Large social inequalities exist in risk of ischaemic heart disease (IHD) in Western populations ; inequalities which are only little accounted for by established risk factors.
We wished to find out if some newly identified cardiovascular risk factors in concert with established factors might contribute further to the explanation.
A 6-year follow-up in the Copenhagen Male Study.
Some 2974 males aged 53-75 years (mean 63) without overt cardiovascular disease were included in the study.
Potential confounders included were : alcohol, physical activity, smoking, serum lipids, serum cotinine, serum selenium, lifetime occupational exposure to soldering fumes and organic solvents, body mass index, blood pressure, hypertension, use of sugar in hot beverages, use of diuretics, and Lewis phenotypes.
During the 6-year follow-up period (1985/1986-1991), 184 men (6.2%) had a first IHD event.
Compared to higher social classes (classes I, II and III), lower classes (classes IV and V) had a significantly (P<0.05) increased risk of IHD ; age-adjusted relative risk (RR) with 95% confidence limits was 1.44 (1.1-1.9), P=0.02.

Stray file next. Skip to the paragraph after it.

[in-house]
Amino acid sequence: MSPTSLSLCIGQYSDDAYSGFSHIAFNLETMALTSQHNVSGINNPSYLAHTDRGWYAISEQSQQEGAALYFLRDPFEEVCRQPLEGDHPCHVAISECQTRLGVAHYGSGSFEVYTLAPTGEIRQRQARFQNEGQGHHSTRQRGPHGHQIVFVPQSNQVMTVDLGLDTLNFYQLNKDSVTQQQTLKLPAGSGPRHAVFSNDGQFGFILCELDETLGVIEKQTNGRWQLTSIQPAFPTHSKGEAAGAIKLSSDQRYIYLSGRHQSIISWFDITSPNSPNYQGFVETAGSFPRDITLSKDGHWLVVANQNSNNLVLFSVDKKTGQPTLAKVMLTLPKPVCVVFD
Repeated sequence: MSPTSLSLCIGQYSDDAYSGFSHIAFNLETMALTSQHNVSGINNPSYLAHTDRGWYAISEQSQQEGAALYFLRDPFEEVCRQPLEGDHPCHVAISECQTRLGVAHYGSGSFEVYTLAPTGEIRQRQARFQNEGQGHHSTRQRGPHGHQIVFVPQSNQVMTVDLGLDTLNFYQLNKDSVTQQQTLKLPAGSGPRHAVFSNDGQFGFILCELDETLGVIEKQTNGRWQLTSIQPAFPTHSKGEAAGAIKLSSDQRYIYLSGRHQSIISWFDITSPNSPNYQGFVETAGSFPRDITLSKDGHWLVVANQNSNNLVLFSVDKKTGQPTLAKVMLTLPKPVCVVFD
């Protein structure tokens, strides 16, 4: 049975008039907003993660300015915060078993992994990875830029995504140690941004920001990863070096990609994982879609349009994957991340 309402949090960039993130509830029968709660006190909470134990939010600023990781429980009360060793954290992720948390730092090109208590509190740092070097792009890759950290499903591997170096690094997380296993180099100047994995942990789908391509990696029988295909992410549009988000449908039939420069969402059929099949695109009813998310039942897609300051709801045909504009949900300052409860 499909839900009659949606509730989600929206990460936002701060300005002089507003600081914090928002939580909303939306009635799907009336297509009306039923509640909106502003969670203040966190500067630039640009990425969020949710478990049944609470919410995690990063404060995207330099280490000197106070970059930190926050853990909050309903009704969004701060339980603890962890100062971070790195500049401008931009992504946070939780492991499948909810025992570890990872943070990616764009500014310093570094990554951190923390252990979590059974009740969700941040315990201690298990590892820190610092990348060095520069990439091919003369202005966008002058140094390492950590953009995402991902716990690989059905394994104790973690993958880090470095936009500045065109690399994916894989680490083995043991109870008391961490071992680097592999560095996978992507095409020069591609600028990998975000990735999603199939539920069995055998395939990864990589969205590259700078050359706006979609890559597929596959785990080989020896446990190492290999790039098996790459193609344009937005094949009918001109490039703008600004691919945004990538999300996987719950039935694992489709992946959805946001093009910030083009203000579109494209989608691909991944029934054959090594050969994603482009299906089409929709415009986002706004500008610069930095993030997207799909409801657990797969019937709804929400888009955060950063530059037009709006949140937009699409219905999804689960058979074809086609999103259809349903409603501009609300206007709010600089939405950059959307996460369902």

After multivariate adjustment for age, blood pressure, serum lipids, physical activity, and smoking, the RR dropped to 1.38 (1.0-1.9), P=0.05. (...)
Mots-clés Pascal : Infarctus, Myocarde, Statut socioéconomique, Consommation, Boisson alcoolisée, Epidémiologie, Facteur risque, Homme, Mâle, Danemark, Europe, Appareil circulatoire pathologie, Cardiopathie coronaire, Myocarde pathologie
Mots-clés Pascal anglais : Infarct, Myocardium, Socioeconomic status, Consumption, Alcoholic beverage, Epidemiology, Risk factor, Human, Male, Denmark, Europe, Cardiovascular disease, Coronary heart disease, Myocardial disease
Notice produite par :
Inist-CNRS - Institut de l'Information Scientifique et Technique
Cote : 97-0350702
Code Inist : 002B12A03. Création : 12/09/1997.